This month's challenge is to analyze a home-made malware binary, in an effort to
reinforce the value of reverse engineering malware, and improve (by learning from
the security community) the methods, tools and procedures used to do it. Submissions
are due no later than 23:00 CET, Friday, 1 October, 2004, and the results will be
released a month later, Friday, 29 October. Review the challenge submission rules
at the SOTM homepage before submitting your results.
Skill Level: Intermediate
All we are going to tell you about the binary is that it was created to increase
the security awareness around malware specimens and to point out the need of
additional defensive countermeasures in order to fight current malware threats. It will be
presented during the SANS Security conference the 3rd of October, 2004. It is now your
goal as an incident handler - should you choose to accept it - to analyze
this binary in depth and get as much information as possible about how it works, its purpose
and capabilities, and most important, to show all the malware analysis techniques you follow
to obtain every piece of information included in your submission. Be as detailed as possible
so others could reproduce your analysis steps. You can use the previous Honeynet
Reverse Challenge results as a background reference to aid
in your analysis. There is a prize for the Top Three submissions, an author-signed copy
of the Ed Skoudis' book
Malware: Fighting Malicious Code.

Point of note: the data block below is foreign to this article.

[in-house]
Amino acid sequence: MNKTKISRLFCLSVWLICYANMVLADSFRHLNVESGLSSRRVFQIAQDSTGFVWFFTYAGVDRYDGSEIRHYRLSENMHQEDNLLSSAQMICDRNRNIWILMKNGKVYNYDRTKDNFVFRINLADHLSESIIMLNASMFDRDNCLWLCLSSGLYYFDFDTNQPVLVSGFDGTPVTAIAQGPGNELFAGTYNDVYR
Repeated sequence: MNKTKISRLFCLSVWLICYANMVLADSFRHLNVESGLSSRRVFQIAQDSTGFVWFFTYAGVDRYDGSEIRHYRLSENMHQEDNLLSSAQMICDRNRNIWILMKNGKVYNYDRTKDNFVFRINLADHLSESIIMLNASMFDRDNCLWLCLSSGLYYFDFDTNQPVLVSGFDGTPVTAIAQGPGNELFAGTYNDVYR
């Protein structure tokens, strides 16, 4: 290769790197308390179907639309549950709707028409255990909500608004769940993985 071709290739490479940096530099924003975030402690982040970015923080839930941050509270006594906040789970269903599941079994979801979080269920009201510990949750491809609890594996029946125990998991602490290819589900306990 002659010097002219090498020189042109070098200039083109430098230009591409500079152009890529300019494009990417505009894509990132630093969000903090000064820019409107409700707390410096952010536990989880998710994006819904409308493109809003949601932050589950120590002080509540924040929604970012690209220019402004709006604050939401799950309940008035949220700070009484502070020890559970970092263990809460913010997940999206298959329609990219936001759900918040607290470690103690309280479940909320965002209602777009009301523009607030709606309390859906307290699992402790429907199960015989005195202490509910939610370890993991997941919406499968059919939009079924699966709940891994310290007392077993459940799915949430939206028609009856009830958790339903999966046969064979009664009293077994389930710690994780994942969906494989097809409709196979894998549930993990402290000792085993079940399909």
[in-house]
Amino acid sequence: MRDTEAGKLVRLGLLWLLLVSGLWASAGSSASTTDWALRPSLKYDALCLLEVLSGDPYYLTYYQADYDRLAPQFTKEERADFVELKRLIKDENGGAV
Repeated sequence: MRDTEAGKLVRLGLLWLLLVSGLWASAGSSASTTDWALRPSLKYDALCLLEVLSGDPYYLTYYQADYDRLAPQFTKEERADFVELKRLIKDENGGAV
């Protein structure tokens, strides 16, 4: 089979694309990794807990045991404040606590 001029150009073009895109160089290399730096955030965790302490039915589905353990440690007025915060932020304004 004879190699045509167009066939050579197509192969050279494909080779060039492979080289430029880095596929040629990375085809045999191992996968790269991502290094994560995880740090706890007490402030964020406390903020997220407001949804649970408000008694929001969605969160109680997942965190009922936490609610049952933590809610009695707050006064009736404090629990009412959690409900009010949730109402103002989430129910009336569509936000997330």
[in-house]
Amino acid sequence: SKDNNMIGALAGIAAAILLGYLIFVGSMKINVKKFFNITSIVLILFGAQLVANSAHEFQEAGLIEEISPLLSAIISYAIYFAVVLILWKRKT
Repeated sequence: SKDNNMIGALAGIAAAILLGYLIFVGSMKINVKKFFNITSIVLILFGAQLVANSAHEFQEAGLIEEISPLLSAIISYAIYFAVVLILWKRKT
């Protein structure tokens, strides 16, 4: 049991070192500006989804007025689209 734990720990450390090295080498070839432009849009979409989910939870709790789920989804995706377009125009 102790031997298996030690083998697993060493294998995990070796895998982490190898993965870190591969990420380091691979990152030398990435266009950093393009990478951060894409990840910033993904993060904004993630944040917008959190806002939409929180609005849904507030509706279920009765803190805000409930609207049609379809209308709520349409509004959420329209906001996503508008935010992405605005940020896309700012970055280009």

The binary is a piece of malicious code, therefore precautions must be taken to ensure
production systems are not infected. It is recommended to deal with this unknown specimen
on a closed and controlled system/network.
Download the Image (17 KB)
MD5: a75de27ee59ab60e148efe7feee5dd3f RaDa.zip
SHA1: 3142cb05c394f2efb8e361b5ea34c6559acedafc RaDa.zip
Ensure you document the procedures, tools and methods used.
- Identify and provide an overview of the binary, including the fundamental pieces of
information that would help in identifying the same specimen.
- Identify and explain the purpose of the binary.
- Identify and explain the different features of the binary. What are its capabilities?
- Identify and explain the binary communication methods. Develop a Snort signature to
detect this type of malware being as generic as possible, so other similar specimens
could be detected, but avoiding at the same time a high false positives rate signature.
- Identify and explain any techniques in the binary that protect it from being analyzed
or reverse engineered.
- Categorize this type of malware (virus, worm...) and justify your reasoning.
- Identify another tool that has demonstrated similar functionality in the past.
- Suggest detection and protection methods to fight against the threats introduced by this binary.
- Is it possible to interrogate the binary about the person(s) who developed this tool?
In what circumstances and under which conditions?
- What advancements in tools with similar purposes can we expect in the near future?
This months challenge image and questions are lead by Jorge Ortiz,
David Perez, and Raul
Siles, all from HP Spain. You can find their outstanding, detailed 58 page
Writeup from the Security Community